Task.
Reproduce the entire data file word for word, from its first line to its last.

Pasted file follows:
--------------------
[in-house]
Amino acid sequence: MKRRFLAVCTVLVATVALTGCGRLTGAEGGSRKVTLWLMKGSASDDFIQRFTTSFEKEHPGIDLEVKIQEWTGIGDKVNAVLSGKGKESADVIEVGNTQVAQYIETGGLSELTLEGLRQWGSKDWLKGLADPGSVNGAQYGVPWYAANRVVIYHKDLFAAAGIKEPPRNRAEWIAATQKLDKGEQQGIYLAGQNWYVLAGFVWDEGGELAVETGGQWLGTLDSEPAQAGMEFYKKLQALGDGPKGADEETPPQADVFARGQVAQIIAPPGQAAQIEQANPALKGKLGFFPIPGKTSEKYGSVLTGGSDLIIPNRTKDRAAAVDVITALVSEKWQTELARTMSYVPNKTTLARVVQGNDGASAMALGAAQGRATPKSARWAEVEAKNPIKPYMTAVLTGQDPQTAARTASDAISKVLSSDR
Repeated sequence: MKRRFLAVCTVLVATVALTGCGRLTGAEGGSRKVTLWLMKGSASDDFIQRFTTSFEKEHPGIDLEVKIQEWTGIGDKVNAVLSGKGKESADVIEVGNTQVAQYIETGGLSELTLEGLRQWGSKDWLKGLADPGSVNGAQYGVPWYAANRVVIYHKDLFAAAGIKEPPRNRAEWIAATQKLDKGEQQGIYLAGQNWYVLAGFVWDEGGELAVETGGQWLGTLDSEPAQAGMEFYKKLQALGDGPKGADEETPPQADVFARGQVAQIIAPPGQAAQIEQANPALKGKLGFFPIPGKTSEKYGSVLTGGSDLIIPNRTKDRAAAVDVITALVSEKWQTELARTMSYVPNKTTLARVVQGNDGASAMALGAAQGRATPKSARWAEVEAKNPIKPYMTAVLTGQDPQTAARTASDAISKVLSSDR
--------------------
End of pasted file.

[in-house]
Amino acid sequence: MKRRFLAVCTVLVATVALTGCGRLTGAEGGSRKVTLWLMKGSASDDFIQRFTTSFEKEHPGIDLEVKIQEWTGIGDKVNAVLSGKGKESADVIEVGNTQVAQYIETGGLSELTLEGLRQWGSKDWLKGLADPGSVNGAQYGVPWYAANRVVIYHKDLFAAAGIKEPPRNRAEWIAATQKLDKGEQQGIYLAGQNWYVLAGFVWDEGGELAVETGGQWLGTLDSEPAQAGMEFYKKLQALGDGPKGADEETPPQADVFARGQVAQIIAPPGQAAQIEQANPALKGKLGFFPIPGKTSEKYGSVLTGGSDLIIPNRTKDRAAAVDVITALVSEKWQTELARTMSYVPNKTTLARVVQGNDGASAMALGAAQGRATPKSARWAEVEAKNPIKPYMTAVLTGQDPQTAARTASDAISKVLSSDR
Repeated sequence: MKRRFLAVCTVLVATVALTGCGRLTGAEGGSRKVTLWLMKGSASDDFIQRFTTSFEKEHPGIDLEVKIQEWTGIGDKVNAVLSGKGKESADVIEVGNTQVAQYIETGGLSELTLEGLRQWGSKDWLKGLADPGSVNGAQYGVPWYAANRVVIYHKDLFAAAGIKEPPRNRAEWIAATQKLDKGEQQGIYLAGQNWYVLAGFVWDEGGELAVETGGQWLGTLDSEPAQAGMEFYKKLQALGDGPKGADEETPPQADVFARGQVAQIIAPPGQAAQIEQANPALKGKLGFFPIPGKTSEKYGSVLTGGSDLIIPNRTKDRAAAVDVITALVSEKWQTELARTMSYVPNKTTLARVVQGNDGASAMALGAAQGRATPKSARWAEVEAKNPIKPYMTAVLTGQDPQTAARTASDAISKVLSSDR